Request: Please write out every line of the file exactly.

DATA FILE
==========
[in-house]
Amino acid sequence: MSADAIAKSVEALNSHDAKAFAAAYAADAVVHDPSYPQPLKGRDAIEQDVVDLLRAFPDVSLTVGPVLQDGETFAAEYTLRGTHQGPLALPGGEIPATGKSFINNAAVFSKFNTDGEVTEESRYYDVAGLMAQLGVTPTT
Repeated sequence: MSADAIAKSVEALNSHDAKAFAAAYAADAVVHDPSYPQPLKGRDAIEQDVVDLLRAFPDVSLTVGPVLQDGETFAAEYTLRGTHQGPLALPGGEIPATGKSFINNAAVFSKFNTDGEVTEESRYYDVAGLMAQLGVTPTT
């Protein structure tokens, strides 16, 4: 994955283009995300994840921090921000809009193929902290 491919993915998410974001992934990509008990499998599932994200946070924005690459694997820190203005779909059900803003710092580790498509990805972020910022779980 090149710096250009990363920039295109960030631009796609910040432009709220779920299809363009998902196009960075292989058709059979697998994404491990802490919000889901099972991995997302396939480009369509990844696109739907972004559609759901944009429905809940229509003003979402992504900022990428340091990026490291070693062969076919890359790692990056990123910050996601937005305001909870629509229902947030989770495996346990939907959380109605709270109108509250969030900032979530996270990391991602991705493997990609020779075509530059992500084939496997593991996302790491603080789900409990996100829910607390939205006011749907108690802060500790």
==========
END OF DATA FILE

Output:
[in-house]
Amino acid sequence: MSADAIAKSVEALNSHDAKAFAAAYAADAVVHDPSYPQPLKGRDAIEQDVVDLLRAFPDVSLTVGPVLQDGETFAAEYTLRGTHQGPLALPGGEIPATGKSFINNAAVFSKFNTDGEVTEESRYYDVAGLMAQLGVTPTT
Repeated sequence: MSADAIAKSVEALNSHDAKAFAAAYAADAVVHDPSYPQPLKGRDAIEQDVVDLLRAFPDVSLTVGPVLQDGETFAAEYTLRGTHQGPLALPGGEIPATGKSFINNAAVFSKFNTDGEVTEESRYYDVAGLMAQLGVTPTT
């Protein structure tokens, strides 16, 4: 994955283009995300994840921090921000809009193929902290 491919993915998410974001992934990509008990499998599932994200946070924005690459694997820190203005779909059900803003710092580790498509990805972020910022779980 090149710096250009990363920039295109960030631009796609910040432009709220779920299809363009998902196009960075292989058709059979697998994404491990802490919000889901099972991995997302396939480009369509990844696109739907972004559609759901944009429905809940229509003003979402992504900022990428340091990026490291070693062969076919890359790692990056990123910050996601937005305001909870629509229902947030989770495996346990939907959380109605709270109108509250969030900032979530996270990391991602991705493997990609020779075509530059992500084939496997593991996302790491603080789900409990996100829910607390939205006011749907108690802060500790």